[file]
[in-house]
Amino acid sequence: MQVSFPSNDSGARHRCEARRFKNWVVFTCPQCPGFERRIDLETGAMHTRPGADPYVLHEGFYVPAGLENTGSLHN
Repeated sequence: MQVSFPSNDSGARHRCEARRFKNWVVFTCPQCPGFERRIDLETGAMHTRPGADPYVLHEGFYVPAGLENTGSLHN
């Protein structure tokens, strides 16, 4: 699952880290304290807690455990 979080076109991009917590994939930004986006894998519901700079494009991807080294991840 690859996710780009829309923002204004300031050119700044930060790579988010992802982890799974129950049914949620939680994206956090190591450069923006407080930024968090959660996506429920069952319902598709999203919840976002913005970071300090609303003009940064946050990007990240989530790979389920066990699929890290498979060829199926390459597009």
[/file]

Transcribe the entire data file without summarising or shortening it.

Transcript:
[in-house]
Amino acid sequence: MQVSFPSNDSGARHRCEARRFKNWVVFTCPQCPGFERRIDLETGAMHTRPGADPYVLHEGFYVPAGLENTGSLHN
Repeated sequence: MQVSFPSNDSGARHRCEARRFKNWVVFTCPQCPGFERRIDLETGAMHTRPGADPYVLHEGFYVPAGLENTGSLHN
């Protein structure tokens, strides 16, 4: 699952880290304290807690455990 979080076109991009917590994939930004986006894998519901700079494009991807080294991840 690859996710780009829309923002204004300031050119700044930060790579988010992802982890799974129950049914949620939680994206956090190591450069923006407080930024968090959660996506429920069952319902598709999203919840976002913005970071300090609303003009940064946050990007990240989530790979389920066990699929890290498979060829199926390459597009």